El Castillo

Trip Start Feb 05, 2009
Trip End Feb 23, 2009

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Flag of Nicaragua  ,
Thursday, February 12, 2009

On arrival at least El Castillo appeared to be cleaner and more attractive than where we'd just come from.  It was a relief when we discovered the locals were also more hospitable that the orange-chucking boys back in San Carlos.

Once we arrived at the dock and had "locked and loaded" our packs (Martin's phrase), we headed off to find accommodation.  Our first few tries were fruitless, but we did eventually find a clean and pleasantly decorated hotel at the end of the road: the Hotel Victoria.  It was the most expensive hotel in El Castillo at $35/night.

It was so relaxing on our first evening in El Castillo sitting in the hotel restaurant overlooking the water, enjoying the sunset on the water and dining on river shrimp.  They were huge - actually more like crayfish than shrimp.  We'd had so little to eat all day!  (I guess we could have eaten oranges if we'd wanted to! - ha, ha). 

Later on, we took a look around, checking out the cemetary and the school.  Pool must be a popular game here because there were several pool halls in the tiny town.  After booking a tour to a farm or "finca" for the next day, we continued to explore until the rain drove us back to our hotel.  No wonder everyone here wears rubber boots!  (There's also a series of cement sidewalks along the main routes to keep feet from getting muddy.  Our hotel also had a mat made from fabric scraps at the door for guests to wipe their feet on.)  Karen and Steve taught us pinochle until 8 pm when we could no longer keep our eyes open.  The generators turned off at 9 pm so it was lights out early.  The hotel provided minimal bedding and we spent a chilly night! 

In the morning at breakfast, our tour guide, Sayla, and her brother, Wilmer, came to pick us up for our trip to the finca.  Before leaving dry land, we all selected a pair of rubber boots for tromping around the farm.  We took two canoes: Martin and I paddled with Wilmer and Karen and Steve went with Sayla.

The San Juan River divides Nicaragua from Costa Rica.  Much of the land along the river is being bought up by expats for tourism purposes; we were told that one of the developments downstream was owned by "Jeff" from Canada. En route to the finca we saw livestock, as well as birds, including egrets, herons and parrots.  After about two hours of easy paddling, we arrived at Sayla's father's farm.

Once we started our walk, it became very obvious to us as to why we were wearing rubber boots.  On entering the rainforest, the ground is damp, muddy and slick.  The air is thick and humid and the mozzies were ravenous.  I can't imagine what it would be like during the rainy season!  (All of us managed to keep our footing until clumsy me fell on my behind on our way back to the canoes.  I wasn't hurt - just my pride was damaged.)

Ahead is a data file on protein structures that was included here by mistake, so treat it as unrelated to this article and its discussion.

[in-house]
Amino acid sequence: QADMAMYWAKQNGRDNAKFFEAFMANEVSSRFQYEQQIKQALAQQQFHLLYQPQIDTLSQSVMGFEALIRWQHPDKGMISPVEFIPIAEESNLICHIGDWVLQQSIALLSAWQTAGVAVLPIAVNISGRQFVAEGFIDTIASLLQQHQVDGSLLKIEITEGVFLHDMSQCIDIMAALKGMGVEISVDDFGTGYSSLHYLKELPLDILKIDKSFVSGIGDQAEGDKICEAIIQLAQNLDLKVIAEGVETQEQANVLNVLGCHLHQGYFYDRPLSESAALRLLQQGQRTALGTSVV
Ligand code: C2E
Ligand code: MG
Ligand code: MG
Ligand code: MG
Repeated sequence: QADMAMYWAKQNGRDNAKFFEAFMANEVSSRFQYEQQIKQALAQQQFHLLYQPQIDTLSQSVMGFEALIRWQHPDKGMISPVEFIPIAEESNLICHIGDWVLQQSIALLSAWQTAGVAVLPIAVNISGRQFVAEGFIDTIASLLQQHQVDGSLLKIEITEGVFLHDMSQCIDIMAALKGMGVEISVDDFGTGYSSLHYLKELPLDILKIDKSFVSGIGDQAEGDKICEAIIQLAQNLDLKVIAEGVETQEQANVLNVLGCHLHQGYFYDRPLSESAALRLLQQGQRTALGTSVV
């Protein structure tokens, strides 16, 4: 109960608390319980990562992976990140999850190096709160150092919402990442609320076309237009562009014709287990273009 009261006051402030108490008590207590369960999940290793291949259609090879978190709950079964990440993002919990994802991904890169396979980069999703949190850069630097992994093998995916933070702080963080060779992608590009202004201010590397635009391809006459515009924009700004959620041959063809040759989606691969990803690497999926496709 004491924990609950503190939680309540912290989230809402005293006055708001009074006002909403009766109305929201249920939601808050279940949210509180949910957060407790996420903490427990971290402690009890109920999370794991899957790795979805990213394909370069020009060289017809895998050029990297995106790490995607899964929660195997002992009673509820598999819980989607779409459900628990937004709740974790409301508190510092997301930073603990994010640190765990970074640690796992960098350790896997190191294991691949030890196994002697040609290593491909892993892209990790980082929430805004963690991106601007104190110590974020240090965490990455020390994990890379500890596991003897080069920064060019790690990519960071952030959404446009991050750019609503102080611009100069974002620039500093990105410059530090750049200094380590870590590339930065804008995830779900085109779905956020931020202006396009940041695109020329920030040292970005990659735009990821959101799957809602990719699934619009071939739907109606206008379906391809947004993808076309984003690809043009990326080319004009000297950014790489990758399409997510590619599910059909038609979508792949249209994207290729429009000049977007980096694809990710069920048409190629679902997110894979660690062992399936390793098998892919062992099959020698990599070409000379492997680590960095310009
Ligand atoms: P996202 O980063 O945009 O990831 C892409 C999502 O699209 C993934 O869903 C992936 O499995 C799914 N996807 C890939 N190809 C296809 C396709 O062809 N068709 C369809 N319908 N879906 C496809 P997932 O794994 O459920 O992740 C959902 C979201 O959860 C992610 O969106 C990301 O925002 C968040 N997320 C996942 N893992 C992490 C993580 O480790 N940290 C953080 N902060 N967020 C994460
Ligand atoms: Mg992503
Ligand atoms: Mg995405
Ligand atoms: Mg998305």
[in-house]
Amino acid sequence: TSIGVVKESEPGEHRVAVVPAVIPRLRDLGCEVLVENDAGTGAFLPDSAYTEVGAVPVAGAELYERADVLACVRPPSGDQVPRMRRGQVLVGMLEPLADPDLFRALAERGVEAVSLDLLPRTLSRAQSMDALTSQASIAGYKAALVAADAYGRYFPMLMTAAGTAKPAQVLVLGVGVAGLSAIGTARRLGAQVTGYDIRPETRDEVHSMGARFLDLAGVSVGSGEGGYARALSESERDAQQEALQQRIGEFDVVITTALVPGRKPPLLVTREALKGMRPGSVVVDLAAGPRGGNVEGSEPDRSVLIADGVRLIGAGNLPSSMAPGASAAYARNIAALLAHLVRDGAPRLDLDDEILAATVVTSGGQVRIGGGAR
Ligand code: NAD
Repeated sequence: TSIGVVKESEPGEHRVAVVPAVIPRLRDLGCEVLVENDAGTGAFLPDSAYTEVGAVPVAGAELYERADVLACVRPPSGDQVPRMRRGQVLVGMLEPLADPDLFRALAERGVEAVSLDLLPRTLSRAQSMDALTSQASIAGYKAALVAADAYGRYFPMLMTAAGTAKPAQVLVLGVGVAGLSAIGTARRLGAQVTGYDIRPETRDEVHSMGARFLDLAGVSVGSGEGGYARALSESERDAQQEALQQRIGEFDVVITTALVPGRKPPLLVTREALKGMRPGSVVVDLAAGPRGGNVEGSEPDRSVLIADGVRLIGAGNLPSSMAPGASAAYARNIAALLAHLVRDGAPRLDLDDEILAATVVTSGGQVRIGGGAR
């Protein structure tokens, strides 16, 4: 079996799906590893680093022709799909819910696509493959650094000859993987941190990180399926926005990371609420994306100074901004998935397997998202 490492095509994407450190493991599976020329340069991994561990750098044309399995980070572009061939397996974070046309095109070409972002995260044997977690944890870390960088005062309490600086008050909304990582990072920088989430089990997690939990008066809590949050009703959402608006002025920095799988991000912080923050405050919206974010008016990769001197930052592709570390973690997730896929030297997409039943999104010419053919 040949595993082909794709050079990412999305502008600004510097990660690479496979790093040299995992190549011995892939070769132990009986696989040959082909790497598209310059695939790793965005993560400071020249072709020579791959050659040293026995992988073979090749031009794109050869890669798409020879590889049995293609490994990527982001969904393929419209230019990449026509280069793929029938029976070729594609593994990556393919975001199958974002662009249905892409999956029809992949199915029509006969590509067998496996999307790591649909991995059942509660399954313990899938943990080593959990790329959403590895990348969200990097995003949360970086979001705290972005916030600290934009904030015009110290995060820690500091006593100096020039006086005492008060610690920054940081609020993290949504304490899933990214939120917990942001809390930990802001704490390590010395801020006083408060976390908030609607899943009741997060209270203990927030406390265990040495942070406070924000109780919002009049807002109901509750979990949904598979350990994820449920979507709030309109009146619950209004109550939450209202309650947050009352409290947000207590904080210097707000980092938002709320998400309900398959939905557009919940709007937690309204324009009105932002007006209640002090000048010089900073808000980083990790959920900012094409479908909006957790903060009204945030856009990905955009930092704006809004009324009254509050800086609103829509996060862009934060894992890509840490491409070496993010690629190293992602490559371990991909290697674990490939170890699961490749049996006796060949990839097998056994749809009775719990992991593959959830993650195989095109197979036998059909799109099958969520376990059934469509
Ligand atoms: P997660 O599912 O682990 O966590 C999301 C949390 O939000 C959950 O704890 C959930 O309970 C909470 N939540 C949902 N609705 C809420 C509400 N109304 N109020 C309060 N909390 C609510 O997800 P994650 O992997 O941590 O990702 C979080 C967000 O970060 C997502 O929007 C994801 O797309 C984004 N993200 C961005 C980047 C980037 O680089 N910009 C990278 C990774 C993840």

Sayla amazed us with her knowledge of the flora and fauna.  We saw a wide variety of wild and cultivated plants: various ferns and palms, cocoa plants, vanilla vine, pineapple plants and senstive plants whose leaves curl up when you touch them.  Wilmer sliced off a small piece of cinnamon bark for each of us to chew on.  In the bean field was a tiny little frog about the size of my thumb nail called a "blue jean" frog which is poisonus if ingested.  There were also lots of other signs of life deep in the rainforest: leafcutter ants, blue dragonflies, bullet ants (also poisonous), hummingbirds, pigeons and swallows.  Sayla told us that almond trees have been overharvested in the area and have largely disappeared.  As a consequence, macaws, which feed on the almonds and build their nests in the trees, have also been greatly reduced in numbers.  At the end of the tour, we stopped to feast on pineapple and coconut grown on the farm. 

Because we would have been travelling upstream against the current on the way back to town, another of Sayla's brothers, Giovanni, arrived with his motor boat to take us back to El Castillo.  He simply chained both canoes to his boat and we were off! 

It was almost mid-afternoon by the time we arrived back to town.  Since the fortress closed at 3 pm, we rushed to be able to see it before the doors were closed for the day.  El Forteleza de la Limpia Pura e Inmaculada Concepcion (yes, that's its proper name!) was constructed between 1673 and 1675.  Our guidebook mentioned that the location overlooking the rapids (Faudal El Diablo) was strategic to slow down invaders who arrived from up river.  Over the years, El Forteleza has been in the hands of the Spanish, the English and both the Sandinistas and the Contras.  There is much forklore surrounding events at El Forteleza, including a story of the daughter of a Spanish commander who turned away invading pirates by shooting a cannon that sunk the lead ship.  The views from the fortress overlooking the river and the town are stunning.

Sad to say that El Castillo was where we parted ways with Steve and Karen.  They were heading to Costa Rica and we were going in the opposite direction towards El Salvador.  It was a blast reaquaiting ourselves with them - hopefully we'll travel together again some day!

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